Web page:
The ability to generate DNA profiles from touched items has brought about great reliance on touch DNA in criminal investigations today. One frequently discussed factor affecting the deposition of touch DNA is shedder status. While studies on shedder status have been numerous, the findings were inconsistent [1–7]. Our study sought to address the question of whether the concept of shedder status is valid by examining DNA recovery 15 min post-handwashing from 81 individuals. Information on participants’ personal details and activities were collected through a questionnaire, to investigate if any variables are associated with one’s shedder status.

DNA extraction was performed on the swabs using the DNA IQ™ Casework Extraction Kit for pre-processing and DNA IQ™ Casework Pro Kit for extraction on Maxwell® FSC instrument (Promega, USA). DNA yield was estimated using Quantifiler® Duo DNA Quantification kit (Applied Biosystems) on QuantStudio™ 7 Flex Real-Time PCR System (Applied Biosystems). DNA extract was amplified (29 cycles) with GlobalFiler™ kit (Applied Biosystems) with maximum of 15 μL or 1 ng input DNA. Capillary electrophoresis was performed on ABI PRISM® 3500xL Genetic Analyzer (Applied Biosystems) with maximum injection parameters of 3 μL at 1.2 kV 24 s. Results were analyzed using GeneMapper® ID-X v1.2 software according to laboratory guidelines.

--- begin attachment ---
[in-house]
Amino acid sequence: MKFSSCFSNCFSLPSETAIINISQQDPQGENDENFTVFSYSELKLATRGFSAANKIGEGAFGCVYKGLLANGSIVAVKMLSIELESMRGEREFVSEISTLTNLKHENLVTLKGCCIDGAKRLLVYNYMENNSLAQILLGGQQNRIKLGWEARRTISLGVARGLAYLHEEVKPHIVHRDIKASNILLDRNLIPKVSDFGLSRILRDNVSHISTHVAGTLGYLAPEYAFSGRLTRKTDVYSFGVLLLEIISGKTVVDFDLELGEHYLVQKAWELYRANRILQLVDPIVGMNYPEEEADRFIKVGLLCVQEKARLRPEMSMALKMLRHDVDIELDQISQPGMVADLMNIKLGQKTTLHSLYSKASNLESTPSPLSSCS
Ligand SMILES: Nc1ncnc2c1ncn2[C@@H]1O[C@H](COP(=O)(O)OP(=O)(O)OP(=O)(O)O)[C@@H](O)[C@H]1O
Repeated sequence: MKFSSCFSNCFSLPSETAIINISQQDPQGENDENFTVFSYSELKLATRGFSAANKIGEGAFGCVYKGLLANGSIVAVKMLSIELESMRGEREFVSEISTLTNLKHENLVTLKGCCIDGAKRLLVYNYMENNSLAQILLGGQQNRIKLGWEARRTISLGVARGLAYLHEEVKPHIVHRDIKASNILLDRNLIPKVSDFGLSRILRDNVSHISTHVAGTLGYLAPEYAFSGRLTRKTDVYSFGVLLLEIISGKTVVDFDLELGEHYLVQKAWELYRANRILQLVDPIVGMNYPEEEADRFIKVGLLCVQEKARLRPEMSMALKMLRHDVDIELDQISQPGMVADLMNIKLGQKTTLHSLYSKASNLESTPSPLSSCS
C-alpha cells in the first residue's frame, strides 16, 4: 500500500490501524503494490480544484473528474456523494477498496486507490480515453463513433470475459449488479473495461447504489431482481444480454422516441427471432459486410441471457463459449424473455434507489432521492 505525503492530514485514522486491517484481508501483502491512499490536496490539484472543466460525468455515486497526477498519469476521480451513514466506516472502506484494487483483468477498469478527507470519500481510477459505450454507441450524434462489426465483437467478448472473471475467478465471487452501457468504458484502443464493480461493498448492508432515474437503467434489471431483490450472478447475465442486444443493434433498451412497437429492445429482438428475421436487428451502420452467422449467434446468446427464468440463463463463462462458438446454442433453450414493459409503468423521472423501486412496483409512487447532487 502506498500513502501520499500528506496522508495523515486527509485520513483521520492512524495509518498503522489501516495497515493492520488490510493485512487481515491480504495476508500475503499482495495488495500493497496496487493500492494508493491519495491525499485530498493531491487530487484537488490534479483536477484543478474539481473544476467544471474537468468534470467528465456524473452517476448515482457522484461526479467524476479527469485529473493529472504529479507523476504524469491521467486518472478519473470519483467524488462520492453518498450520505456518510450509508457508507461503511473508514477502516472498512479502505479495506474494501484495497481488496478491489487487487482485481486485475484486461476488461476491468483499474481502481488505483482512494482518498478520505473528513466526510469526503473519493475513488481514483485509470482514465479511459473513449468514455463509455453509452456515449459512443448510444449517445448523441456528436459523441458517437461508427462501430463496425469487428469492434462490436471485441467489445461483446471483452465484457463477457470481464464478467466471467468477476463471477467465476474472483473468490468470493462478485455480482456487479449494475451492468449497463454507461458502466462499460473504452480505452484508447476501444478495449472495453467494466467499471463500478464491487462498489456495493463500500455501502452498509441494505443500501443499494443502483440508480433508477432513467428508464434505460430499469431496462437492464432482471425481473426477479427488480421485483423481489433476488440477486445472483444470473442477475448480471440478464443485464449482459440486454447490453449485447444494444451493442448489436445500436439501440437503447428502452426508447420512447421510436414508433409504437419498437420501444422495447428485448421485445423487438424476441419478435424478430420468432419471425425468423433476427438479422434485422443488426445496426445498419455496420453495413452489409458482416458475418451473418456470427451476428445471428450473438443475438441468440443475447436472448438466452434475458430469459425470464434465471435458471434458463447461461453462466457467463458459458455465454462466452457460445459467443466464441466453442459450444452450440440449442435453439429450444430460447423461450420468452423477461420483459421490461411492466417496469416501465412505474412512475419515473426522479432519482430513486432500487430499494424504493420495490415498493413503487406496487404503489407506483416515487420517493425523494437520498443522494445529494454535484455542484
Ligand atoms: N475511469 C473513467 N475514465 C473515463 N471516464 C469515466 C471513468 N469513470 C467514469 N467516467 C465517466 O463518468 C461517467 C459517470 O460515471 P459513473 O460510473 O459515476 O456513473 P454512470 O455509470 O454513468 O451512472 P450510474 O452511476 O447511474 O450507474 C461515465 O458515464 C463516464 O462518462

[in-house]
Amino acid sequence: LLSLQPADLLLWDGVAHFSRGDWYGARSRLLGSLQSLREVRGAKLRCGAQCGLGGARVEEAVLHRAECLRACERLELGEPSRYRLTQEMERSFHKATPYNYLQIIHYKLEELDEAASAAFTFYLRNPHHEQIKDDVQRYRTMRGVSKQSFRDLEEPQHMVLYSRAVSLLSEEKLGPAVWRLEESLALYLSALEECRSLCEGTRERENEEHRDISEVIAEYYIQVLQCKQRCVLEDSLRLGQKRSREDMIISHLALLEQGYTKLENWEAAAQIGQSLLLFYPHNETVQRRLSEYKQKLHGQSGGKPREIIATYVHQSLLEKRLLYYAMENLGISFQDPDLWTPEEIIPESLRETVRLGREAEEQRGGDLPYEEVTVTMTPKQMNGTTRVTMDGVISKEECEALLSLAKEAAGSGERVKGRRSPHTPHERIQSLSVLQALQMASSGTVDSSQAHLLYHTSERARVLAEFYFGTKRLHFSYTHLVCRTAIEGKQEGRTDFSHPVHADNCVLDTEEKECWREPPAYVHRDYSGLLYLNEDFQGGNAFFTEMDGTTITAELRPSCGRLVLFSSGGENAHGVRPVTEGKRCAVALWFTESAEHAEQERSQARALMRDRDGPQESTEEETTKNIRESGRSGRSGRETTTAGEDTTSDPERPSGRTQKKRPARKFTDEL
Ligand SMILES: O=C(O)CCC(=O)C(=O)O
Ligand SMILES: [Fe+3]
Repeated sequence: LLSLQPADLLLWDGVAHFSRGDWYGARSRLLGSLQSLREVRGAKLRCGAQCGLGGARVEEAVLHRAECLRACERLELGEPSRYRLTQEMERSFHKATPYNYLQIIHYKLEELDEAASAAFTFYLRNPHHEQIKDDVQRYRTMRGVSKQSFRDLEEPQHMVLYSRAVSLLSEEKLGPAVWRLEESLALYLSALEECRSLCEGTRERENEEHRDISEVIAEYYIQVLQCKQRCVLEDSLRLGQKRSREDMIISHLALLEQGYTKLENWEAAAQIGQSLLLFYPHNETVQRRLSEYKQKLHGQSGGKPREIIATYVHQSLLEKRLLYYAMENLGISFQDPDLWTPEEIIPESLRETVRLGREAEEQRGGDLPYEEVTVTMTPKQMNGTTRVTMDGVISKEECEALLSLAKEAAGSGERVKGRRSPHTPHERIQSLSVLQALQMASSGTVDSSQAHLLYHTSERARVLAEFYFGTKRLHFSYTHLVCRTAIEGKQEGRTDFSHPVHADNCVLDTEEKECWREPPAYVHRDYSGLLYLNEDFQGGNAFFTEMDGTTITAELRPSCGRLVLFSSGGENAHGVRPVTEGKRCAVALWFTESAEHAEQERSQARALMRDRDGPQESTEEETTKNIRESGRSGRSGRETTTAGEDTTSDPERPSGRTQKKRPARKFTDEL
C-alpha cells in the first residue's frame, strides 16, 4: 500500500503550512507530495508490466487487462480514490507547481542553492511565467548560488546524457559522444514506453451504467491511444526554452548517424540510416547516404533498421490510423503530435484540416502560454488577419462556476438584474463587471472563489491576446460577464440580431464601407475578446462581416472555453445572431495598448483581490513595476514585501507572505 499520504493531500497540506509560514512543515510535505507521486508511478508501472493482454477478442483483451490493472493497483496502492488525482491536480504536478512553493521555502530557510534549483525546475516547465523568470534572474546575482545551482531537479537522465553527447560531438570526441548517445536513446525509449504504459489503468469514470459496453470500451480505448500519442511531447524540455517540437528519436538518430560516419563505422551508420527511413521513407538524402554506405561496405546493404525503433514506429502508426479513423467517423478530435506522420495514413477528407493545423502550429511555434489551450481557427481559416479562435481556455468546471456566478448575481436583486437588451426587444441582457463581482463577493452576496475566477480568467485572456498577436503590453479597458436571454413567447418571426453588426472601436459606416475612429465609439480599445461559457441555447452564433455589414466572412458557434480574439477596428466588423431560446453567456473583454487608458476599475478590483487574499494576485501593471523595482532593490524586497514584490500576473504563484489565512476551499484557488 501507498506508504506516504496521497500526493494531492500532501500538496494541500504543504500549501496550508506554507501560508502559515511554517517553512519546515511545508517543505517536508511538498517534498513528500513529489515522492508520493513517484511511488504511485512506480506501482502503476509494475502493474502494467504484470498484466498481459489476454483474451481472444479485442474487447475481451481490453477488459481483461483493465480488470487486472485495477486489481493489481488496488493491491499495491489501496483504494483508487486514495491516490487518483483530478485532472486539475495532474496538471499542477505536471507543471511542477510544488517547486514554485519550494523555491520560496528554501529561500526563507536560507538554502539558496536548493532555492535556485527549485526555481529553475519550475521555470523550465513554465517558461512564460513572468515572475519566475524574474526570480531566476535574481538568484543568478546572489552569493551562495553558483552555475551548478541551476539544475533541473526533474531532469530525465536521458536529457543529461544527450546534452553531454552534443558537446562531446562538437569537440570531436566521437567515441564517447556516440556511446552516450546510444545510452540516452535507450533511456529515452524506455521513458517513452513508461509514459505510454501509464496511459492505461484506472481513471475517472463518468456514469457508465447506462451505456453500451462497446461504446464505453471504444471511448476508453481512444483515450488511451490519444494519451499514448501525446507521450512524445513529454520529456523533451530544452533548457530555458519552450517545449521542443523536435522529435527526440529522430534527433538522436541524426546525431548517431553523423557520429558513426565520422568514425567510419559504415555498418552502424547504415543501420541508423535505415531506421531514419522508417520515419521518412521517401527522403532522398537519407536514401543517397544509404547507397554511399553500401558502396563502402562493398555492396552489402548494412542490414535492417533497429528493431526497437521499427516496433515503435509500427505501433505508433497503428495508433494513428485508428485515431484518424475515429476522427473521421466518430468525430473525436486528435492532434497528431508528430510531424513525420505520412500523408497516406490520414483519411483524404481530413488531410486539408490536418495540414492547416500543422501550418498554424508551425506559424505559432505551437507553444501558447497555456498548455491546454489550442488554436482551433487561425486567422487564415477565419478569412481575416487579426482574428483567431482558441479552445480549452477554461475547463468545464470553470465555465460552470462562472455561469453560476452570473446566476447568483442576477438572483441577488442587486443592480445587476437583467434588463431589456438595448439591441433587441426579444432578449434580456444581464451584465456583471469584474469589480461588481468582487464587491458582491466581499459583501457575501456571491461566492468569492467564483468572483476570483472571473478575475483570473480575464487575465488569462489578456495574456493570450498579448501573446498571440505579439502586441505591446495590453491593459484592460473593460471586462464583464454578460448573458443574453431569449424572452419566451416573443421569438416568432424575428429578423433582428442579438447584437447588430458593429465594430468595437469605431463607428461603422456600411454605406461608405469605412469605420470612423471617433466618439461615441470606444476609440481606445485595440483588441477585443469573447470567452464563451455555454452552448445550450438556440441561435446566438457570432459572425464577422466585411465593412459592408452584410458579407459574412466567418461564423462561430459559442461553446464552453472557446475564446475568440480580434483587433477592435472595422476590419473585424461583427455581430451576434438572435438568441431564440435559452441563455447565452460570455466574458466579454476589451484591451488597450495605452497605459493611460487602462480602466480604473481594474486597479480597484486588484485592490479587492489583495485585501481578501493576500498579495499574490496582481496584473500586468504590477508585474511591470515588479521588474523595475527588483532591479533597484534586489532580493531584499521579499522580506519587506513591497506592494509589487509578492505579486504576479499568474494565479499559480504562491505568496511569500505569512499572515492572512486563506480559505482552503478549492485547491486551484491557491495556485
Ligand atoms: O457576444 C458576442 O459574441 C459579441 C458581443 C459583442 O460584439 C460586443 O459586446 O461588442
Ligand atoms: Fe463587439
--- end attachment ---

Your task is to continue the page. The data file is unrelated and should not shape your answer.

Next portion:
2. Materials and methods 2.1. Experimental design Eighty-one participants washed their hands thoroughly with soap and water, then dabbed dry with clean paper towels. They resumed normal activities for 15 min with instructions to avoid food consumption, wear gloves or touch another person. Thereafter, participants gripped a DNA-free 50 mL plastic tube in each hand for 10 s. DNA deposited on the tubes were collected with sterile cotton swabs. Participants then completed a questionnaire detailing the items they had touched during the 15 min. This process was repeated on another two days within a week, giving a total of 486 samples.